This is a really handy way to test out the user experience. You can make sure you’re showing the filters that you want to show. You can hover over, see what the tooltips look like. And you’re walking in your end users’ shoes. You’re going to see exactly what they’re seeing. To get out of presentation mode, simply click the Escape key, and the authoring interface will come back to you.
One last thing about filters, they are only applied to the sheet that they are added to by default. So I’ve only got one sheet so far in this practice workbook. If I were to throw together a quick bar chart that looked at sales by segment on a second sheet and navigate back here to sheet one, notice the segment filter is only on sheet one. If I go to sheet two, there is no filter taking place.
But you can apply these filters to other worksheets by right-clicking on the filter and hovering over Apply to Worksheets. These go in order from most powerful to least powerful. So, again, there’s the default. That’s what’s been selected, only this worksheet. If I chose Selected Worksheets, it would open up a window that showed me all of the sheets in this workbook. I’ve only got two, so those are the two represented.
If I applied this filter to sheet two and clicked OK and navigated back to sheet two, notice we’ve only got two bars instead of three. We also see the segment filter has been added to the filters shelf of sheet two. Back here on sheet one, to explain the other two types of worksheets you can apply this to, the second one down is called all using this data source. This will make this a global filter at the data source level.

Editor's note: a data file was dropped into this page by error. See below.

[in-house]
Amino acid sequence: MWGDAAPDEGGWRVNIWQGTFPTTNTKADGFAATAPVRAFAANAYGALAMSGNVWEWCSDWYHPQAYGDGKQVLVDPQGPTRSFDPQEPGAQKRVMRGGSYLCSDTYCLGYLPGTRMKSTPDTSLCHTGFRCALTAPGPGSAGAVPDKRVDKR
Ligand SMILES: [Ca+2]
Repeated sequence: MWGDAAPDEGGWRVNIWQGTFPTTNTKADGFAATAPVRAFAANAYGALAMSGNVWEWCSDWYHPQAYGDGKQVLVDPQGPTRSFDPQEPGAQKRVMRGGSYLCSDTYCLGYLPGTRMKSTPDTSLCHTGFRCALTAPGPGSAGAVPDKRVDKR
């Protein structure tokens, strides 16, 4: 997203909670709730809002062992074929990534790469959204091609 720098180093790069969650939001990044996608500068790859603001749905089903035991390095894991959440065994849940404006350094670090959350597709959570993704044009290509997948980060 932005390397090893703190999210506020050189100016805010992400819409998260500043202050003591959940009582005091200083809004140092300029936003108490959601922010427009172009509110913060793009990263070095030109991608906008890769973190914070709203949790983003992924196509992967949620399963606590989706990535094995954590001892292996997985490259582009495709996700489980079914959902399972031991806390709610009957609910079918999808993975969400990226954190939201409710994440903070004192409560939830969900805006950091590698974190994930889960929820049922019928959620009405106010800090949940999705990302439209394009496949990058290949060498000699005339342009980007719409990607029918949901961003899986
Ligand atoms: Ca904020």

I’m only connecting to one data source at the moment, so this would actually make this a global filter and apply to my two worksheets in the workbook. The last one is called all using related data sources. This makes this a global filter, even across different data sources, as long as they have that dimension in common. So if I was connecting to a secondary data source that also contained a column called segment, this filter would be applied, even across data sources. That’s very, very powerful.
Before Tableau added this feature, that would require some pretty expensive software in order to do that type of manipulation in applying those types of relationships. One last thing on these filters, once they’ve been applied to multiple worksheets. I will show the filter on sheet two, as well. What I think is really nice about this is you can change the settings of the filter on either of these sheets or any of the sheets that that filter is applied to, and it will then filter across the workbook.
So if I wanted to get consumer back on the view, I could click Consumer on the sheet two filter. And now, when I navigate back to sheet one, the blue bars have returned.
This has been Ryan with Playfair Data TV – thanks for watching!
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Related chapter: Practical Tableau – Chapter 11 – An Introduction to Filters